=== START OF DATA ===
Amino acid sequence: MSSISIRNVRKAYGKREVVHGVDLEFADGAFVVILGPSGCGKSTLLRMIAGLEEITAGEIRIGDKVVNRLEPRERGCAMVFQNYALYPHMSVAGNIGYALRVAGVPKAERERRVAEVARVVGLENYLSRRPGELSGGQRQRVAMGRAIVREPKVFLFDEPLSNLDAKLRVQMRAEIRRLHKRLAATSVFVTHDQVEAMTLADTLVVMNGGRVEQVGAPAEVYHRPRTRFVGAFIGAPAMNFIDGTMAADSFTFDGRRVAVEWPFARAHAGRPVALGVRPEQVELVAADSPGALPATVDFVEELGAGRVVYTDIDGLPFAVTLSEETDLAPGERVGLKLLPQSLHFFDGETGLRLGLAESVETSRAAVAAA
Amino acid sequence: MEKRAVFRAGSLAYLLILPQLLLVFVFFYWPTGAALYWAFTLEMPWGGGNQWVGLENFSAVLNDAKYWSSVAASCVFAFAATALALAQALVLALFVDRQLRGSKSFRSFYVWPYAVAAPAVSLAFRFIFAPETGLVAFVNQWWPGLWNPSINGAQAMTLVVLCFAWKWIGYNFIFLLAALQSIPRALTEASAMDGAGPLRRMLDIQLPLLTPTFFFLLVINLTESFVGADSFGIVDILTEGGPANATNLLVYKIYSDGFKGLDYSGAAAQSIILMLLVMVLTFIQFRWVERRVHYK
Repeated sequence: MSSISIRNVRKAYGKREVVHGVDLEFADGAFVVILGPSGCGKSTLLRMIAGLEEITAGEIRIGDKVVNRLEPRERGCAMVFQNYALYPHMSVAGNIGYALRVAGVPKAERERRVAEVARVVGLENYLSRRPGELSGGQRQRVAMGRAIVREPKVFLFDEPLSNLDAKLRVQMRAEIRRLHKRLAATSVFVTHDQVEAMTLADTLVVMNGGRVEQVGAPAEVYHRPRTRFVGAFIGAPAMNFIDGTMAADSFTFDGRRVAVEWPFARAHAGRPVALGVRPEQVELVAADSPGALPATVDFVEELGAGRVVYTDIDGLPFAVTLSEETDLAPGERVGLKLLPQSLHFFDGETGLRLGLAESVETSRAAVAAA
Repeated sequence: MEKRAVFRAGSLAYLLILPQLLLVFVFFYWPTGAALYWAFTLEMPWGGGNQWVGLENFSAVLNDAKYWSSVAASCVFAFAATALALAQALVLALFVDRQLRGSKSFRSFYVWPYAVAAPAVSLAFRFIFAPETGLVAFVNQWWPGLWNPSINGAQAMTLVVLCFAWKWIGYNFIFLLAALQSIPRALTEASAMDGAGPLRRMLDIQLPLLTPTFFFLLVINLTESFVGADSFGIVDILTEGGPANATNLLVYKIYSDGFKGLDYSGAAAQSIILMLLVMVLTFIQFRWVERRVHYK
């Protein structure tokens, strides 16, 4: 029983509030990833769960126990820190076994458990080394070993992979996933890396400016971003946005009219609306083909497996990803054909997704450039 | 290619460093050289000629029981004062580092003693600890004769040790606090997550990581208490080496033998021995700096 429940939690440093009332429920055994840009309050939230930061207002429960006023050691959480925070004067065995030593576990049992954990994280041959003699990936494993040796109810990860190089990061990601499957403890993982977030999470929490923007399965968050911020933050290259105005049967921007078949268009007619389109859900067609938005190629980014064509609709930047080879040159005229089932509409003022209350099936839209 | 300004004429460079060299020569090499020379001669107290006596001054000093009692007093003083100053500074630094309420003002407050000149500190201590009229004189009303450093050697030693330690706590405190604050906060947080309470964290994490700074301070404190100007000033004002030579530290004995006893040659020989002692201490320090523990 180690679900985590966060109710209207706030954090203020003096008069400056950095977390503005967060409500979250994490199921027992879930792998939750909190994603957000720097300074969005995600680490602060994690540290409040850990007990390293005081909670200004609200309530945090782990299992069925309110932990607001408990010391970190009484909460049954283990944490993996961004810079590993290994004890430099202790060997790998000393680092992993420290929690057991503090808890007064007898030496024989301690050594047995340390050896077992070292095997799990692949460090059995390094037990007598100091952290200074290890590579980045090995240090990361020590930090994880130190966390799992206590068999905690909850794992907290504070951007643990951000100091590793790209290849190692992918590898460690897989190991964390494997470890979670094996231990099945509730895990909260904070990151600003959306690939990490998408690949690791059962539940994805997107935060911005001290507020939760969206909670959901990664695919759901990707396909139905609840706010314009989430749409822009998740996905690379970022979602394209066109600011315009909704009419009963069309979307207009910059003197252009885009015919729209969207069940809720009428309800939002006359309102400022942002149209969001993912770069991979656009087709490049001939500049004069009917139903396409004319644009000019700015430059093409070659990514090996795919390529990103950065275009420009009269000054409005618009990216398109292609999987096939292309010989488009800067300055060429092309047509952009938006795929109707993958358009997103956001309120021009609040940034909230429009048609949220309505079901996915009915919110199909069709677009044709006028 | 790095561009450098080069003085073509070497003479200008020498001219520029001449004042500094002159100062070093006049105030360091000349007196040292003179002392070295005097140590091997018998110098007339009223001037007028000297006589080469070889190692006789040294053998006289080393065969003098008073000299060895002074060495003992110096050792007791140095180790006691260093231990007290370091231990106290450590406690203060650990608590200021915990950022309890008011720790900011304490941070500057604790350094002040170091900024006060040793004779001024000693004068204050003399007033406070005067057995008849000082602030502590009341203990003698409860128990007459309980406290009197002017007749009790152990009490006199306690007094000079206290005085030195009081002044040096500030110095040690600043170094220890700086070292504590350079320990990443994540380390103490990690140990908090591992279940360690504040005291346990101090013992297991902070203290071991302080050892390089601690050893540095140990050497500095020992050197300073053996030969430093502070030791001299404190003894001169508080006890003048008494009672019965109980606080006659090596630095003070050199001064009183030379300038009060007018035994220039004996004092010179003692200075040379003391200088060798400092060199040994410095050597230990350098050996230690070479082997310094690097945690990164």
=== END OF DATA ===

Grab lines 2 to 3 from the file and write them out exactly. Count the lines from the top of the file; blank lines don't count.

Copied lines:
Amino acid sequence: MEKRAVFRAGSLAYLLILPQLLLVFVFFYWPTGAALYWAFTLEMPWGGGNQWVGLENFSAVLNDAKYWSSVAASCVFAFAATALALAQALVLALFVDRQLRGSKSFRSFYVWPYAVAAPAVSLAFRFIFAPETGLVAFVNQWWPGLWNPSINGAQAMTLVVLCFAWKWIGYNFIFLLAALQSIPRALTEASAMDGAGPLRRMLDIQLPLLTPTFFFLLVINLTESFVGADSFGIVDILTEGGPANATNLLVYKIYSDGFKGLDYSGAAAQSIILMLLVMVLTFIQFRWVERRVHYK
Repeated sequence: MSSISIRNVRKAYGKREVVHGVDLEFADGAFVVILGPSGCGKSTLLRMIAGLEEITAGEIRIGDKVVNRLEPRERGCAMVFQNYALYPHMSVAGNIGYALRVAGVPKAERERRVAEVARVVGLENYLSRRPGELSGGQRQRVAMGRAIVREPKVFLFDEPLSNLDAKLRVQMRAEIRRLHKRLAATSVFVTHDQVEAMTLADTLVVMNGGRVEQVGAPAEVYHRPRTRFVGAFIGAPAMNFIDGTMAADSFTFDGRRVAVEWPFARAHAGRPVALGVRPEQVELVAADSPGALPATVDFVEELGAGRVVYTDIDGLPFAVTLSEETDLAPGERVGLKLLPQSLHFFDGETGLRLGLAESVETSRAAVAAA